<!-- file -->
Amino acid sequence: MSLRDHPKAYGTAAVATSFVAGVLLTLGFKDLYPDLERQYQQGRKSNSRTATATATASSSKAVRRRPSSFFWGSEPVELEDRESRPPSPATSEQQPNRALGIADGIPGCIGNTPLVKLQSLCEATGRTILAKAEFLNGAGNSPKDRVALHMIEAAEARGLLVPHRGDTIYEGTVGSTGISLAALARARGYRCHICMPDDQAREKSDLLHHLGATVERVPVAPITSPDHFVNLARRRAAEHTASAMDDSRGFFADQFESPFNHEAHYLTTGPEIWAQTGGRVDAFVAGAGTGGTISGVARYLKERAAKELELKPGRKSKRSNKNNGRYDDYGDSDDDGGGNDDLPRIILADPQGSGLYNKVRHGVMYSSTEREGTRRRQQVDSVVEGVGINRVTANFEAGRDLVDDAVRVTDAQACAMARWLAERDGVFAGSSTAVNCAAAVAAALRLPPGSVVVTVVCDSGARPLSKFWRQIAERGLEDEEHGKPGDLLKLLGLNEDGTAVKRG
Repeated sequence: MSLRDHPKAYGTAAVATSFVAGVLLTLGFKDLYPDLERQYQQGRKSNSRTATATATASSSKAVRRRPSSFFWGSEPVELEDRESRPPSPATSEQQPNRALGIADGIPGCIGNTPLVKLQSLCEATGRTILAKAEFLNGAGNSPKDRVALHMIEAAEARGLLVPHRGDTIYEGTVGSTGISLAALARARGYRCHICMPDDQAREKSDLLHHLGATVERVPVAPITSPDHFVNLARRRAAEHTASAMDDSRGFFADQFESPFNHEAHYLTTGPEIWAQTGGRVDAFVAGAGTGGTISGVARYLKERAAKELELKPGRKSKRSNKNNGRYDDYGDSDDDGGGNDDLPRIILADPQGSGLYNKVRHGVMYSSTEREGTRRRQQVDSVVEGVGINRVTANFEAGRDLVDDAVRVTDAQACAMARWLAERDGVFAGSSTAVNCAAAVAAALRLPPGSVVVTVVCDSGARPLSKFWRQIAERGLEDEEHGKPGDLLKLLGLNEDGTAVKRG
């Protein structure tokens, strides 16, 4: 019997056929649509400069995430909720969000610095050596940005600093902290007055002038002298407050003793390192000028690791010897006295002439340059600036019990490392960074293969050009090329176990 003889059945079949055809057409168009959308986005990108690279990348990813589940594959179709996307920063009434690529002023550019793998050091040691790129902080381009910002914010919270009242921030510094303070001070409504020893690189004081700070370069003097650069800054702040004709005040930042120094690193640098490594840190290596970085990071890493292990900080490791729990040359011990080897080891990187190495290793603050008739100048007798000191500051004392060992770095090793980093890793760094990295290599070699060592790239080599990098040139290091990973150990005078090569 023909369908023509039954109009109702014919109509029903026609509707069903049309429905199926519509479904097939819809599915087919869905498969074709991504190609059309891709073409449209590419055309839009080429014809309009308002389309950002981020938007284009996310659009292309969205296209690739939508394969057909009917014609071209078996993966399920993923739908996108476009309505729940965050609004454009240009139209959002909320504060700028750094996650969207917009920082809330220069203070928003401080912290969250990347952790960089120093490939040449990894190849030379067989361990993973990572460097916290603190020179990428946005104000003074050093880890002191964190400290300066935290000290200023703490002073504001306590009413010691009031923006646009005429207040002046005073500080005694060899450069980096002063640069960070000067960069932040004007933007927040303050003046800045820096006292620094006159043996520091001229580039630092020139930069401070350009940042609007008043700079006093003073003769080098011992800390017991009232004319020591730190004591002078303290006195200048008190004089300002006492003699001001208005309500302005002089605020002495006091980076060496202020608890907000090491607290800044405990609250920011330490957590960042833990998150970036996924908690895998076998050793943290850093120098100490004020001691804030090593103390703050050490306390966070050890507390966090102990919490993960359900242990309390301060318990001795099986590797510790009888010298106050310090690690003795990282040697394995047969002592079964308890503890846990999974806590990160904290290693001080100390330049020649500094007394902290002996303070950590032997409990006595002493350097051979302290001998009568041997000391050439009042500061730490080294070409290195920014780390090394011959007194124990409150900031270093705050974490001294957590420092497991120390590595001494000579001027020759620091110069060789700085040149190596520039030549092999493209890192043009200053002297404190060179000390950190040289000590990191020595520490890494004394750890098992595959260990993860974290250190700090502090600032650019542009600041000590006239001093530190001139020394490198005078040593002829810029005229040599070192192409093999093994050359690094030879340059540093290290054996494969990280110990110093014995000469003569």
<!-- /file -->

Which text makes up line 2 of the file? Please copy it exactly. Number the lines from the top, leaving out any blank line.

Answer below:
Repeated sequence: MSLRDHPKAYGTAAVATSFVAGVLLTLGFKDLYPDLERQYQQGRKSNSRTATATATASSSKAVRRRPSSFFWGSEPVELEDRESRPPSPATSEQQPNRALGIADGIPGCIGNTPLVKLQSLCEATGRTILAKAEFLNGAGNSPKDRVALHMIEAAEARGLLVPHRGDTIYEGTVGSTGISLAALARARGYRCHICMPDDQAREKSDLLHHLGATVERVPVAPITSPDHFVNLARRRAAEHTASAMDDSRGFFADQFESPFNHEAHYLTTGPEIWAQTGGRVDAFVAGAGTGGTISGVARYLKERAAKELELKPGRKSKRSNKNNGRYDDYGDSDDDGGGNDDLPRIILADPQGSGLYNKVRHGVMYSSTEREGTRRRQQVDSVVEGVGINRVTANFEAGRDLVDDAVRVTDAQACAMARWLAERDGVFAGSSTAVNCAAAVAAALRLPPGSVVVTVVCDSGARPLSKFWRQIAERGLEDEEHGKPGDLLKLLGLNEDGTAVKRG